The End of a Marriage is Not The End

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The End


When I look at the final summary judgment, full of legal speak and official terms, I can’t focus. The words swim in front of me, making no sense, and I have to force myself to concentrate. To FOCUS. This is your life, I think. But then I think, it is also a life that isn’t, at least anymore.

We were married for 23 years and four months. 

My ex-husband and I were woven into each other’s lives for about five years before we got married, making it close to 30 years total. All of those years with one person. All of those years of ups and down, good times and bad, two children, several homes, and many, many nights eating popcorn in his favorite glass bowl in front of the TV, his right arm idly stroking my back. All of those times of familiarity, of security, of confidence. 

I loved him so much but I hated him toward the end. Where he used to be loving and caring, he turned nasty and spiteful. Once, he said he hated me more than he had ever hated anyone. 

When I had the babies midway into our marriage, seven years apart, he would wake up in the middle of the night with us, feeding them in the rocking chair, and then handing them over to me. I would walk the halls over and over – for hours it seemed – until they would drift off to sleep and I would put them back into their cribs, exhausted. I would come back to bed and he would nestle me into the familiar arms, the comfort of his t-shirt as real to me as my own skin, and I would fall asleep. 

During the day of these early baby years, I would need to lay down. “You’re delirious?” he would ask, and take the baby from me. “Go lay down. I’ve got this.”

A few years before we decided to get divorced, we reconciled. He begged me to stay, said he couldn’t believe how wrong he had been, how verbally and emotionally abusive, and he vowed to get better. “I’ll do anything,” he pleaded. “Go on medication. Go to therapy. You and the kids are the most important things to me. I see that now.”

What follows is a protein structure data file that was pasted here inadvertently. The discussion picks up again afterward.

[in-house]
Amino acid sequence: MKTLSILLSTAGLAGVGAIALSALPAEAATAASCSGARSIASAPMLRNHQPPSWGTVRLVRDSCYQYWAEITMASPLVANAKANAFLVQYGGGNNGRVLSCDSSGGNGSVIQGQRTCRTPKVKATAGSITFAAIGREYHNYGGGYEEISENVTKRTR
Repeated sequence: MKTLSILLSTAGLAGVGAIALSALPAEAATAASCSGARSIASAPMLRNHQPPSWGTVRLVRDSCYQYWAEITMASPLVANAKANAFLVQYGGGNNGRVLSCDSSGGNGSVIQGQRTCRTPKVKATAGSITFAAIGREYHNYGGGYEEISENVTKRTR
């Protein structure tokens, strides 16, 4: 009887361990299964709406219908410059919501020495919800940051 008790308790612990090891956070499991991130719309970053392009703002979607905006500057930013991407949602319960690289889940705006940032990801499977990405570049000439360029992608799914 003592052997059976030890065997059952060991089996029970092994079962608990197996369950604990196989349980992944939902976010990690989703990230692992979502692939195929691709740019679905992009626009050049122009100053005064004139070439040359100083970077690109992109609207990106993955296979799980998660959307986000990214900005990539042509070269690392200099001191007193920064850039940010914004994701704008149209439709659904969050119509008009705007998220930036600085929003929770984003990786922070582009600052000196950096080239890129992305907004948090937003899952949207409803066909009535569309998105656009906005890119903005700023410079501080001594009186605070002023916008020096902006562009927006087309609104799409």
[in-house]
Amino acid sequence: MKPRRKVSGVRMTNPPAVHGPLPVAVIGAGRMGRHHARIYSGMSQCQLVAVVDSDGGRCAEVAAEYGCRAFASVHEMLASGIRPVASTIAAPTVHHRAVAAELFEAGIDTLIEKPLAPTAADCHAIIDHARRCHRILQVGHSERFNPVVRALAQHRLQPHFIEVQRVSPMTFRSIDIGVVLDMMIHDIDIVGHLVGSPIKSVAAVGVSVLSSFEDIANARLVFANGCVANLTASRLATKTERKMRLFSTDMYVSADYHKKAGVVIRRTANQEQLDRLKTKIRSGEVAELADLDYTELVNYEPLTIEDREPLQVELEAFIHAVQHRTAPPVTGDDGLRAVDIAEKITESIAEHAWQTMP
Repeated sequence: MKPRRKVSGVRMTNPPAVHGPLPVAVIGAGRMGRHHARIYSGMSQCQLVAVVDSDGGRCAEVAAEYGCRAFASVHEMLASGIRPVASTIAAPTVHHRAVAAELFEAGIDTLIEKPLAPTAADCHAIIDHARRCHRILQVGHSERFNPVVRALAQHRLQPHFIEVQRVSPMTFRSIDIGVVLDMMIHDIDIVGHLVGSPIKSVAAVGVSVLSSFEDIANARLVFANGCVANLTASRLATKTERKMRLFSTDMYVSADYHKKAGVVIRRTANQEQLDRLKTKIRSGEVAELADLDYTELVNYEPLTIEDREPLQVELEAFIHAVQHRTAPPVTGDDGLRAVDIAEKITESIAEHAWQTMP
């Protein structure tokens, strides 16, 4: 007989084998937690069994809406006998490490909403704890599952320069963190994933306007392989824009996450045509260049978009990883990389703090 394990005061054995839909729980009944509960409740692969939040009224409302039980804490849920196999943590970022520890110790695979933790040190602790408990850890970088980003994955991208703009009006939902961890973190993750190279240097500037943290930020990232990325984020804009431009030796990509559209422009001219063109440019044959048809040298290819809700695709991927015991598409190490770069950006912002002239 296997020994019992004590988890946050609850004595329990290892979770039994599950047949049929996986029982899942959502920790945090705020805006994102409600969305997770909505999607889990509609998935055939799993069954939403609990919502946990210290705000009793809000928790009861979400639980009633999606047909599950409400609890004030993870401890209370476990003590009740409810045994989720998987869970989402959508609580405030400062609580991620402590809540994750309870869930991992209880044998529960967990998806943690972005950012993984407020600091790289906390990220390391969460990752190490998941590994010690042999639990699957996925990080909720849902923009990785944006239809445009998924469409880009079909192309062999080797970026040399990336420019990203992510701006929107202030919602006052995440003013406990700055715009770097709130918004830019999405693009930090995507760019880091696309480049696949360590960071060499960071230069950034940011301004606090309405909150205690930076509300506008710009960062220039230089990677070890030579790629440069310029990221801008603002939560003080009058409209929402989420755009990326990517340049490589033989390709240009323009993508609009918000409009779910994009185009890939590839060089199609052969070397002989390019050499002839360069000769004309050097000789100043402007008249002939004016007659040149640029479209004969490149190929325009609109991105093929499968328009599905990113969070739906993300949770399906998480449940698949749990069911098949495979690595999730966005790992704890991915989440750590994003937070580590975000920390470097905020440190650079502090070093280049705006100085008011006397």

I knew deep down that people are the core of who they are. That to change, you had to work at it constantly – and most importantly, you had to understand why you acted the way you did. I loved him. I had been with him since I was nineteen years old; we had traveled together, made good and bad choices together, had one another’s backs. So I gave in. 

And after a year, things slipped back.

He called me names. He screamed at me how stupid I was, how horrible of a mother I was, how everything was my fault. He started sleeping all day after being out all night playing poker. I was scared to be around him because I never knew what mood he would be in. Living with him became intolerable. He did stupid, spiteful things, like putting up each side of the adjustable bed as far as they would go and leaving the house with the remotes so I couldn’t get in. One day, he took all of my shoes and threw them in anger, one by one, into the garage where I parked. We tried counseling and it didn’t help. Of course it didn’t. 

To the public, he was a great charming guy. In private, he became a nightmare. He could smile and chat with a neighbor and then come inside and tell me how stupid I was, how incompetent. He threatened divorce over and over again. He kept giving me dates that he would be leaving by, but he never did.

My world became non-linear and my brain became expert at compartmentalizing. I didn’t – and still don’t – remember certain things because I trained my brain to push them down somewhere. I have two contrasting memories, for example: One, early on in our relationship, where he screamed so badly at me that I walked out of the house and up a hill, away from him, panting and crying. Another, after a major surgery, where he took care of me, careful to make sure that the kids were occupied and I could rest. My life was one extreme or the other, and one day, I decided enough was enough.

I filed for divorce after 23 years and four months of marriage.

I found a realtor and put our house on the market.

I found a small place for my girls and dogs and myself to live, and we moved.

People have told me how strong I have been, how it took guts and courage to leave. But what they don’t really understand is that I am not strong. I am just above the coping level. I want the best for myself and my kids. I don’t want to be living in an unhealthy, toxic environment. I want a chance at a healthy, peaceful life. But it’s hard. It is so, so hard. 

Like the summary judgment, nothing makes sense to me anymore. You don’t get married thinking you will get divorced. You don’t know someone so well one moment and then are cordial strangers with them the next. It just doesn’t make sense. 

 Maybe it never will.


Written by Jennifer R.

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